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Lies My Teacher Told Me About Christopher Columbus: What Your History Books Got Wrong Paperback – August 12, 2014
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"A perfect antidote for the nonsense about Columbus conveyed to our children for generations."
Howard Zinn, author of A People’s History of the United States
"Absolutely indispensable for at least the next hundred years. This book is a real Discovery and a real Exploration."
Ariel Dorfman, Walter Hines Page Chair of Literature and Latin American Studies, Duke University
"Every teacher in America could benefit by reading this fine work."
Bill Bigelow, co-editor, Rethinking Columbus
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Up until approximately 50 years ago, history was all about great men and great events. But in their zeal to present iconic figures like Washington and Jefferson as persons to emulate, historians often went too far, portraying them as infallible demi-gods, and great events such as Columbus' discovery of America were always told in the most heroic fashion. But then in the 1960s, reflecting the attitude of the times, the pendulum began to swing back. Suddenly the great figures in American history had all become ambitious opportunists with self-serving ulterior motives. Historians began writing more and more about the long-neglected area of social history, focusing on women and minorities and the downtrodden. James Loewen is clearly a product of this new era of historical thought. As such, he never misses a chance to interpret Columbus' actions in the worst possible light, or ascribe to him the basest of motives.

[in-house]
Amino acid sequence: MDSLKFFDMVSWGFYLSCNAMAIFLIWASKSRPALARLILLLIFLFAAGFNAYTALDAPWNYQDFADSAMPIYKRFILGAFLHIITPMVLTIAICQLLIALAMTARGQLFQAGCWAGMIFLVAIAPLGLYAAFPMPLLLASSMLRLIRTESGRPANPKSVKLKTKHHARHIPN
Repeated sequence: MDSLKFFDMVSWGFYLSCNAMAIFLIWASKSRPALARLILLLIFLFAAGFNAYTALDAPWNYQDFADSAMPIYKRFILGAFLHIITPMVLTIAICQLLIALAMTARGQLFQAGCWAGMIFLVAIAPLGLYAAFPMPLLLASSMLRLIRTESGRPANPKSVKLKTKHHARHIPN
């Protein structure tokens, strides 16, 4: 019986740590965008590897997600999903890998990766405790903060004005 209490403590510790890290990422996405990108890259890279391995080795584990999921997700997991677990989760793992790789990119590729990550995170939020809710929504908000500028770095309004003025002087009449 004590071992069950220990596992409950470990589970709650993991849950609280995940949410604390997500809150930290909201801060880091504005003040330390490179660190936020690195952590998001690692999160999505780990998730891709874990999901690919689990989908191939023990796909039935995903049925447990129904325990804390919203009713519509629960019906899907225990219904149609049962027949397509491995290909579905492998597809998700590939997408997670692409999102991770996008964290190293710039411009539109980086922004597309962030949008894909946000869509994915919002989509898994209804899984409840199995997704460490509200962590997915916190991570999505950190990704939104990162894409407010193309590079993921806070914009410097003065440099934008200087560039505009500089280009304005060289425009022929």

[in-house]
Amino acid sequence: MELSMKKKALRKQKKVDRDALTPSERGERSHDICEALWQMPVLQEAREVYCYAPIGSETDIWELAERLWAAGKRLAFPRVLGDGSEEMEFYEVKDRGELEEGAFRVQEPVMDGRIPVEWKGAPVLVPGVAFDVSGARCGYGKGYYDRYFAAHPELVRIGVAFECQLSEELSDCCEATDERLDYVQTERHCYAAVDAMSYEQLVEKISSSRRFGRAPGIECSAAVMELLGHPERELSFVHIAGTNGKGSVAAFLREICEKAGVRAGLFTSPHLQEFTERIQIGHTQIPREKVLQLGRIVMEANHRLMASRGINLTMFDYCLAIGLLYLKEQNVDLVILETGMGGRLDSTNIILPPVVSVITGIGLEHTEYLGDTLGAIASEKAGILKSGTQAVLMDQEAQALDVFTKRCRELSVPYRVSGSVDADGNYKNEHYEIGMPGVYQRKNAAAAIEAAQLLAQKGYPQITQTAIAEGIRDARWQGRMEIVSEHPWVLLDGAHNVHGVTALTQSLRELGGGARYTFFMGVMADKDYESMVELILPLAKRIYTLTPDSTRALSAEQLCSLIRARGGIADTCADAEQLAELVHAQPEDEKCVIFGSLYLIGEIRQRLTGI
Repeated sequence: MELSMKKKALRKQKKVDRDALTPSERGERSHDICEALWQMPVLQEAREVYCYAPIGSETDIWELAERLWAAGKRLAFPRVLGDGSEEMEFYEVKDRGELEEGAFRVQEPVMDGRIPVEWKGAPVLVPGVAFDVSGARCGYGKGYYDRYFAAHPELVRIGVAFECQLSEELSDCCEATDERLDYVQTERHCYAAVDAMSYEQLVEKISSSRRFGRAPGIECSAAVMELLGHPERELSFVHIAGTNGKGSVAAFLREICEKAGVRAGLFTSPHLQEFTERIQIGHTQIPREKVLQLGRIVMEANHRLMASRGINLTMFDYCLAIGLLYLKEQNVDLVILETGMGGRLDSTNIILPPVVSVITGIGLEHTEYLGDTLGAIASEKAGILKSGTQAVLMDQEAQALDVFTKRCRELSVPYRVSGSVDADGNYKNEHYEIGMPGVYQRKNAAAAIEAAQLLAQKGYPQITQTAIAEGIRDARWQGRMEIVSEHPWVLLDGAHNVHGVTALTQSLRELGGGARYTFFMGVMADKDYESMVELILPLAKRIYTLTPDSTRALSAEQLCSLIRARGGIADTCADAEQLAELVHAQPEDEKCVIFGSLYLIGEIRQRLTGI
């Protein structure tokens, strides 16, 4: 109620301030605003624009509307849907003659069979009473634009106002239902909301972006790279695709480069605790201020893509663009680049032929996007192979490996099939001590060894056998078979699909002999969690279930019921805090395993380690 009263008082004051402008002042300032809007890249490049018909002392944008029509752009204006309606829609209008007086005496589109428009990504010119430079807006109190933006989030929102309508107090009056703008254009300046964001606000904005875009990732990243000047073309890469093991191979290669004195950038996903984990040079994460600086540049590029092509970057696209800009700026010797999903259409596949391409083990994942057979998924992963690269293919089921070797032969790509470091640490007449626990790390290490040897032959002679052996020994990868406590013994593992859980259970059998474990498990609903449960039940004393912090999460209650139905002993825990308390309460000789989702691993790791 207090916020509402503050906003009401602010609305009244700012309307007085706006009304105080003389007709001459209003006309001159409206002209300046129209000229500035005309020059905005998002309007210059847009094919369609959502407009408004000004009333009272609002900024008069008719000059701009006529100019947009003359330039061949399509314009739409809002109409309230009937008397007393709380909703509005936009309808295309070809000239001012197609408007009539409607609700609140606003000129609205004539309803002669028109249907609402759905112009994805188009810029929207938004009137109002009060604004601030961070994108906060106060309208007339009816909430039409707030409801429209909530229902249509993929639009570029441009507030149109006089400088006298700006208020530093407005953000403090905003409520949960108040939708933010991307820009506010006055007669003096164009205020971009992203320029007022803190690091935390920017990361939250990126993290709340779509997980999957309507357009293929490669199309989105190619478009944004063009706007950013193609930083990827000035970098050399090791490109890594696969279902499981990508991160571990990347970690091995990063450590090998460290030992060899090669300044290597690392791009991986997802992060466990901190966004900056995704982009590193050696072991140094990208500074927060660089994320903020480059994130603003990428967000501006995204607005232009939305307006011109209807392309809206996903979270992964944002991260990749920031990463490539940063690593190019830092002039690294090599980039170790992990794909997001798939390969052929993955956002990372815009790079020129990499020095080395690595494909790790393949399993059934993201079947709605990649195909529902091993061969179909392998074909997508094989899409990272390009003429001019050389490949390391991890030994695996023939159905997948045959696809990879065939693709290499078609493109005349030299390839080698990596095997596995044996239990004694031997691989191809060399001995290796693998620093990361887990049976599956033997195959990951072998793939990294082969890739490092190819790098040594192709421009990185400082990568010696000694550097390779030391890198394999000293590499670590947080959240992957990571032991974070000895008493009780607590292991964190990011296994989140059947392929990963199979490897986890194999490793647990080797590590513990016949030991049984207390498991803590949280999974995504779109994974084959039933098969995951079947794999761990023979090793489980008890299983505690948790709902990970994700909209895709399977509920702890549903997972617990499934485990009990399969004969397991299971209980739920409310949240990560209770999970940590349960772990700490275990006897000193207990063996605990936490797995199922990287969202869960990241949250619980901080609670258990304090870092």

I am a revisionist historian myself, and I recently wrote a novel about the American Revolution from the point of view of one of the great scoundrels in American history, in which I take a less-than-heroic look at the Founding Fathers. Scoundrel! But that was a novel, written with a huge dollop of cynical humor, and these were the views of the villain of the story. Every negative thing said about the revered figures of the Revolution could be true--if, like my nefarious narrator, you interpreted their actions in the most cynical way. Just as the Founders might have been the saintly wise men portrayed by earlier historians, if you choose to interpret their actions in all the best light. Of course the truth generally lies somewhere in the middle, and this is where Loewen fails as an historian. His books are based on overturning the earlier heroic, myth-ridden portrayals of figures like Columbus, and in so doing, he goes too far, giving a portrait of the man that is every bit as one-sided as the early biographies he is trying to correct. However, if the reader bears this in mind, he can learn quite a lot from Loewen's book. It is well-written, well-researched, well-argued, and he does a thorough job of presenting Columbus' less heroic motives, which certainly must have had some impact on his actions. As long as the reader maintains a healthy level of skepticism, and thinks of Loewen as a lawyer presenting a case rather than an impartial judge, this is a book well worth reading.